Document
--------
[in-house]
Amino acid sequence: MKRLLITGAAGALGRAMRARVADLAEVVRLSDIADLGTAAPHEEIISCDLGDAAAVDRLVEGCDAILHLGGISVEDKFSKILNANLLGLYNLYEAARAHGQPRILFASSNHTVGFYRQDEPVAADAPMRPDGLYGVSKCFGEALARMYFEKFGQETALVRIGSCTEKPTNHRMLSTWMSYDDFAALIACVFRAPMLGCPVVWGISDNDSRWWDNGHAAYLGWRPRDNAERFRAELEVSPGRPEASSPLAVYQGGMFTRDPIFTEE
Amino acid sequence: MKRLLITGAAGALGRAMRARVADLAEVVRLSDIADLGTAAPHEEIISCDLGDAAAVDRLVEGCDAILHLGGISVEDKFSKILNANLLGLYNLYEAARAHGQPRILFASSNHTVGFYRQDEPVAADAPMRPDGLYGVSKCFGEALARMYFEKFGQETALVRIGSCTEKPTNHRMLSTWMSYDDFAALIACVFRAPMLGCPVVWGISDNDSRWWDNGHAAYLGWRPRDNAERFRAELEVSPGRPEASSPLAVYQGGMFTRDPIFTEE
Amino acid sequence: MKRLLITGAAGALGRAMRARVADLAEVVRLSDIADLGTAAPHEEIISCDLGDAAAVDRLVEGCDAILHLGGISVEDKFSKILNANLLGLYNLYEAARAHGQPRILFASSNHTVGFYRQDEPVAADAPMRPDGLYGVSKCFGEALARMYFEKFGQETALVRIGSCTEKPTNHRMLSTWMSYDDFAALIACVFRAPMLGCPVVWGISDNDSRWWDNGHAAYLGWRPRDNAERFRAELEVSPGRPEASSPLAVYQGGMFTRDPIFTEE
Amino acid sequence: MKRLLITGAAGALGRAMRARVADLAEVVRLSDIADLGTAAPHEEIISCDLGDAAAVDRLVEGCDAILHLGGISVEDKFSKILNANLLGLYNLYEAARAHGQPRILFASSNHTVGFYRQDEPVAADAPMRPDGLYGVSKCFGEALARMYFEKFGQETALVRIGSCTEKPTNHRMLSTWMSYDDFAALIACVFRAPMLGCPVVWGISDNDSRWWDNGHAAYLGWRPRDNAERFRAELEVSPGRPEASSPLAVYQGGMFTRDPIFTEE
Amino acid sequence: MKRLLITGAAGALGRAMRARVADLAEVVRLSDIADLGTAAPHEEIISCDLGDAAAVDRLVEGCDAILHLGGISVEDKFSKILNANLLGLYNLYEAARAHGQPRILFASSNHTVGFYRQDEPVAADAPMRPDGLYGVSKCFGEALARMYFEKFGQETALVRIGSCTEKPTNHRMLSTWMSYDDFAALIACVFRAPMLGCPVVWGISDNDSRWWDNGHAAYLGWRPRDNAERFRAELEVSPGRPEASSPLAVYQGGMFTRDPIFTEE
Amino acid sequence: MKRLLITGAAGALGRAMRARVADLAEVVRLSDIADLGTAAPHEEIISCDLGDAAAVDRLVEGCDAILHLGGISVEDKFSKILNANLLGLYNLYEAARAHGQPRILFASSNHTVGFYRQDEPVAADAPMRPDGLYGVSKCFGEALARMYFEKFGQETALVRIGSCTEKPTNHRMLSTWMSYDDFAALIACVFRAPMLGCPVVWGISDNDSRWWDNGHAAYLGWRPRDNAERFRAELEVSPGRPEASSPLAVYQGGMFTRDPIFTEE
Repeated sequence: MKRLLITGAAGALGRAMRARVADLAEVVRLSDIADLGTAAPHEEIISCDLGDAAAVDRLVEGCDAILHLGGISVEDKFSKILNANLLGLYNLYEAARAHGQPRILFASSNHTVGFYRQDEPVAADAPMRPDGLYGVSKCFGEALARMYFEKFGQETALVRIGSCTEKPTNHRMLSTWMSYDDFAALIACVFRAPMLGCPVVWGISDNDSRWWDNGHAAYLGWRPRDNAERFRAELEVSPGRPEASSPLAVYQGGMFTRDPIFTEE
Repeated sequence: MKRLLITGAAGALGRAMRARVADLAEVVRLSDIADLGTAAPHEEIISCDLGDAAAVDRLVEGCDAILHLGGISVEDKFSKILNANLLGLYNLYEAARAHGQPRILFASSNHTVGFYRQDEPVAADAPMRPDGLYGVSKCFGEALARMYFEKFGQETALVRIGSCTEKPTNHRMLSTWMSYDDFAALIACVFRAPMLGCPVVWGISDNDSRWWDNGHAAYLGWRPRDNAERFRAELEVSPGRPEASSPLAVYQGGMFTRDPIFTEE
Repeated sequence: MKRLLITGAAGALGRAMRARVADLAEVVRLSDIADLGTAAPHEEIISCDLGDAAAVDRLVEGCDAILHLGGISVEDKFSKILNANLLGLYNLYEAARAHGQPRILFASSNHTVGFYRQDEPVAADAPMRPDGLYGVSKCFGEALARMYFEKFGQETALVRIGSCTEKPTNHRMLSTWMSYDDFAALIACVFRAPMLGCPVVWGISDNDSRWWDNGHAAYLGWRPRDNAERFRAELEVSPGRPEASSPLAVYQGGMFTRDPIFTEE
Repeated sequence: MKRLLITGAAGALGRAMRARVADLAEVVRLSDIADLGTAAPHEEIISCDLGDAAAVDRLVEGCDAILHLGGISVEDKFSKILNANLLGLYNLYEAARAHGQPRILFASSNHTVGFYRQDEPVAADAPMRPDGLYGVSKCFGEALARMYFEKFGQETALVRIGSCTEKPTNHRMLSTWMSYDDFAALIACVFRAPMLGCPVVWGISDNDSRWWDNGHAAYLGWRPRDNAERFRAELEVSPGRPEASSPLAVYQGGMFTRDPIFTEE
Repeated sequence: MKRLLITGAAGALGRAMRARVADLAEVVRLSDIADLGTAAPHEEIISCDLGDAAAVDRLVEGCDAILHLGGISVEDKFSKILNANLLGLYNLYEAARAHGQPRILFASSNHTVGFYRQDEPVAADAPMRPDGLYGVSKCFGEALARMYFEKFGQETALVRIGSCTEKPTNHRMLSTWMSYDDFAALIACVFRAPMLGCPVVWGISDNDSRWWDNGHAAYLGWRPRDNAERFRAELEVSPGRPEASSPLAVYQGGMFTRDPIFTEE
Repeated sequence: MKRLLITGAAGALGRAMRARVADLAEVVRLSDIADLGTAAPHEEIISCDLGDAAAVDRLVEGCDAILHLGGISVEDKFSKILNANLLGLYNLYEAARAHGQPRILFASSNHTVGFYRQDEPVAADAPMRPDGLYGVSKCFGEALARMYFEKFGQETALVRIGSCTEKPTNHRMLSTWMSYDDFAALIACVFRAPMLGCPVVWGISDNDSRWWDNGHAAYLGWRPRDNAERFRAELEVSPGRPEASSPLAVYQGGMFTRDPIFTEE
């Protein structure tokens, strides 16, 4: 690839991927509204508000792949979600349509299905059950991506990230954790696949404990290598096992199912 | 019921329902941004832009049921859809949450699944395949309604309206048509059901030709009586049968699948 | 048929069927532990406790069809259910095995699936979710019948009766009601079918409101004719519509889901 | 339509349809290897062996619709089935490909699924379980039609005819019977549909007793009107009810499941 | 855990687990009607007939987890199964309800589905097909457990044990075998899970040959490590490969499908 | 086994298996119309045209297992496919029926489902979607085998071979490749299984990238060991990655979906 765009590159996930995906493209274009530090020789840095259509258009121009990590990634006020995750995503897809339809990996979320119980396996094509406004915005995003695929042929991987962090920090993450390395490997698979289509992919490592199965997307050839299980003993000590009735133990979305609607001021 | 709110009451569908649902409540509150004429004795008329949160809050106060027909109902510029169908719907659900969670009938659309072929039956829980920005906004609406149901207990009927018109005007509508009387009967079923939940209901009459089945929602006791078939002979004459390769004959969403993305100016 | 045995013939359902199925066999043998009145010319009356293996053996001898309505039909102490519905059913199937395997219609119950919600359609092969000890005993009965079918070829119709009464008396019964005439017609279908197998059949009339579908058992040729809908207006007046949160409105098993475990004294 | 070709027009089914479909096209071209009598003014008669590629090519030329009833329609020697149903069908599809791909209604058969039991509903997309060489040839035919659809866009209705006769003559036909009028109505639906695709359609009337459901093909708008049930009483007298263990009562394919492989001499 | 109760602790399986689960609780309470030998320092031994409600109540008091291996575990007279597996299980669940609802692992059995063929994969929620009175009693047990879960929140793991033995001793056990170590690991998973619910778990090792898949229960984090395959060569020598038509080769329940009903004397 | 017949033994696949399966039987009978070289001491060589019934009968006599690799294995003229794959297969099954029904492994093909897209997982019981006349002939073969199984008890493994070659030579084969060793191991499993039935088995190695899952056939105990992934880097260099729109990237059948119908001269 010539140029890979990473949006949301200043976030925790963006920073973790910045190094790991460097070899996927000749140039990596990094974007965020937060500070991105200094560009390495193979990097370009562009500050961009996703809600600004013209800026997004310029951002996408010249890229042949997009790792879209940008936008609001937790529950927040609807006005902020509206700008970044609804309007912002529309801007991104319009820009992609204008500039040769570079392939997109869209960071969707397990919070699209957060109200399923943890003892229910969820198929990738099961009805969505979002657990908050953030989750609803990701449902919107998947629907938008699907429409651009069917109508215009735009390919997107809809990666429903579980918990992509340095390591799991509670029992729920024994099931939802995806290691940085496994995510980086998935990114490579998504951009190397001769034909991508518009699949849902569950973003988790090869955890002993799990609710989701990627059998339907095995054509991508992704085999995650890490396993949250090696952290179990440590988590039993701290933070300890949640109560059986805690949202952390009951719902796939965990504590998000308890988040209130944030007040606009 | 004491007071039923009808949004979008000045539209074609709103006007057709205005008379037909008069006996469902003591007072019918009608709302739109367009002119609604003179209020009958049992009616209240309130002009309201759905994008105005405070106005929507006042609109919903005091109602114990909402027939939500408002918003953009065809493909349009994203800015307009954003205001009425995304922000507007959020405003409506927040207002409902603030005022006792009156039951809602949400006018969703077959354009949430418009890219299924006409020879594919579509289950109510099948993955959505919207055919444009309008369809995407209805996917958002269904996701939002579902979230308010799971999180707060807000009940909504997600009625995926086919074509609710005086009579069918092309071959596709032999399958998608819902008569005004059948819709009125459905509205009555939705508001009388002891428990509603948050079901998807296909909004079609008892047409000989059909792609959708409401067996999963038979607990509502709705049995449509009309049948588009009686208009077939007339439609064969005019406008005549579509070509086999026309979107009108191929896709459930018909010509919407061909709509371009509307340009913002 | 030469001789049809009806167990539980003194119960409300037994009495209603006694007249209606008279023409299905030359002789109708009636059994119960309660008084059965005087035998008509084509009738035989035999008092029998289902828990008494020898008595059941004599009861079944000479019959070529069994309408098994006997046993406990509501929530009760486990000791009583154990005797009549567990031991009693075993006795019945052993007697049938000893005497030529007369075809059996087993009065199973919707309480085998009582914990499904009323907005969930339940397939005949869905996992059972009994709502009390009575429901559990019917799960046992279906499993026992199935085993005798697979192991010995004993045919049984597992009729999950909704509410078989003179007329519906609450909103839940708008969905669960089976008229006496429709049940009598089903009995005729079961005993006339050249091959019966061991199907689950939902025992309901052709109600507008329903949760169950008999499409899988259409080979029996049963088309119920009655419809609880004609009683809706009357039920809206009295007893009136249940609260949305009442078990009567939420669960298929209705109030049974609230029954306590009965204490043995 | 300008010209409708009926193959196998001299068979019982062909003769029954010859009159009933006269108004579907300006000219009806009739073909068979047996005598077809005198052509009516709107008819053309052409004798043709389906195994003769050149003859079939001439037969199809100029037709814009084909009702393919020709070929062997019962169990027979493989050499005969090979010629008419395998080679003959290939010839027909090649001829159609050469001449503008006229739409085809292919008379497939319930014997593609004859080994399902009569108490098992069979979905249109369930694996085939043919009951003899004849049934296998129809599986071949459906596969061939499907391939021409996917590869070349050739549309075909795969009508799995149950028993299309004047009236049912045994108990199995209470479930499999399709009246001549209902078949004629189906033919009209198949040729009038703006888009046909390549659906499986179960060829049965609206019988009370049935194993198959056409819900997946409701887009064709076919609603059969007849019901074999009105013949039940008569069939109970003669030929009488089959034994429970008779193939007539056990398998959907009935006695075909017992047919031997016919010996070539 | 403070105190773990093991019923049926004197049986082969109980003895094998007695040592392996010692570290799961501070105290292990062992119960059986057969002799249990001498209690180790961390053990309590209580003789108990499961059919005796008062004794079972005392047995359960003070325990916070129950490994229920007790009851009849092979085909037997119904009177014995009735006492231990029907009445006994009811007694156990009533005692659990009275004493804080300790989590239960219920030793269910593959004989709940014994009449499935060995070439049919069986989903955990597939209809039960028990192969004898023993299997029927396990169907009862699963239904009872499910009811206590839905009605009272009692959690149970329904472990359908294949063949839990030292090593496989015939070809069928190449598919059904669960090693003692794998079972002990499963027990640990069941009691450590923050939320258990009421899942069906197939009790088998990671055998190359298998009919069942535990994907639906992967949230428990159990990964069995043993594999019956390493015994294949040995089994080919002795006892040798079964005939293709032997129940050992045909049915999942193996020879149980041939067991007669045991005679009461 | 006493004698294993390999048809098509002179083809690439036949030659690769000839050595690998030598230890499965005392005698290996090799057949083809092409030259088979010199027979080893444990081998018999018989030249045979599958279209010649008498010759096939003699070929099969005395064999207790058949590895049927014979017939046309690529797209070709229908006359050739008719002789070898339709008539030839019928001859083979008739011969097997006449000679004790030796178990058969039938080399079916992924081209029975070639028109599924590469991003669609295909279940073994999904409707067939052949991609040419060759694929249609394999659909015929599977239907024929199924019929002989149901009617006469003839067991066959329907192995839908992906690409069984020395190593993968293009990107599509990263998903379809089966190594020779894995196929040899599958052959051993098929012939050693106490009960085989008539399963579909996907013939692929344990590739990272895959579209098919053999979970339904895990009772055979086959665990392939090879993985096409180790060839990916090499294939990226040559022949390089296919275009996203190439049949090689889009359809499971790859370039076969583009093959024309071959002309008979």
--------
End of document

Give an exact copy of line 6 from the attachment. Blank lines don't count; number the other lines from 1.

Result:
Amino acid sequence: MKRLLITGAAGALGRAMRARVADLAEVVRLSDIADLGTAAPHEEIISCDLGDAAAVDRLVEGCDAILHLGGISVEDKFSKILNANLLGLYNLYEAARAHGQPRILFASSNHTVGFYRQDEPVAADAPMRPDGLYGVSKCFGEALARMYFEKFGQETALVRIGSCTEKPTNHRMLSTWMSYDDFAALIACVFRAPMLGCPVVWGISDNDSRWWDNGHAAYLGWRPRDNAERFRAELEVSPGRPEASSPLAVYQGGMFTRDPIFTEE